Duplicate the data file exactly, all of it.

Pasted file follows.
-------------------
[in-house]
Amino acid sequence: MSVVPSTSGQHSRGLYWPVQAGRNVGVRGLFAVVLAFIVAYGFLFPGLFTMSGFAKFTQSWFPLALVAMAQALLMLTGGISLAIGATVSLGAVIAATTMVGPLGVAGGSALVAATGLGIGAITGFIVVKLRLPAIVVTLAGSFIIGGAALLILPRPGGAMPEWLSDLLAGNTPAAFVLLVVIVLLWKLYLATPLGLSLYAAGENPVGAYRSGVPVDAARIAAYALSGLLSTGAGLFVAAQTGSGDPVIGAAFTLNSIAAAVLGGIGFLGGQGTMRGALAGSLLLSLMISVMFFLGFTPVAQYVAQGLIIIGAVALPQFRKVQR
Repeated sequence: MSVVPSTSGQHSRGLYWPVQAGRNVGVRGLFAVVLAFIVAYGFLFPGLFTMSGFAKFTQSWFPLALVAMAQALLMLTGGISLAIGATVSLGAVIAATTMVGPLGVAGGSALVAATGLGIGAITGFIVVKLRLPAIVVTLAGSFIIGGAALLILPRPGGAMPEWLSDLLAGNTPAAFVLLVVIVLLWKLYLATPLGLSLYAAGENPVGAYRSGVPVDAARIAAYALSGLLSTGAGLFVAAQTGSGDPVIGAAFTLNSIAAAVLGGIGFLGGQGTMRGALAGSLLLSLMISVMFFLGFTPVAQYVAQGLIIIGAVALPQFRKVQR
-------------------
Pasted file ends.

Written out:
[in-house]
Amino acid sequence: MSVVPSTSGQHSRGLYWPVQAGRNVGVRGLFAVVLAFIVAYGFLFPGLFTMSGFAKFTQSWFPLALVAMAQALLMLTGGISLAIGATVSLGAVIAATTMVGPLGVAGGSALVAATGLGIGAITGFIVVKLRLPAIVVTLAGSFIIGGAALLILPRPGGAMPEWLSDLLAGNTPAAFVLLVVIVLLWKLYLATPLGLSLYAAGENPVGAYRSGVPVDAARIAAYALSGLLSTGAGLFVAAQTGSGDPVIGAAFTLNSIAAAVLGGIGFLGGQGTMRGALAGSLLLSLMISVMFFLGFTPVAQYVAQGLIIIGAVALPQFRKVQR
Repeated sequence: MSVVPSTSGQHSRGLYWPVQAGRNVGVRGLFAVVLAFIVAYGFLFPGLFTMSGFAKFTQSWFPLALVAMAQALLMLTGGISLAIGATVSLGAVIAATTMVGPLGVAGGSALVAATGLGIGAITGFIVVKLRLPAIVVTLAGSFIIGGAALLILPRPGGAMPEWLSDLLAGNTPAAFVLLVVIVLLWKLYLATPLGLSLYAAGENPVGAYRSGVPVDAARIAAYALSGLLSTGAGLFVAAQTGSGDPVIGAAFTLNSIAAAVLGGIGFLGGQGTMRGALAGSLLLSLMISVMFFLGFTPVAQYVAQGLIIIGAVALPQFRKVQR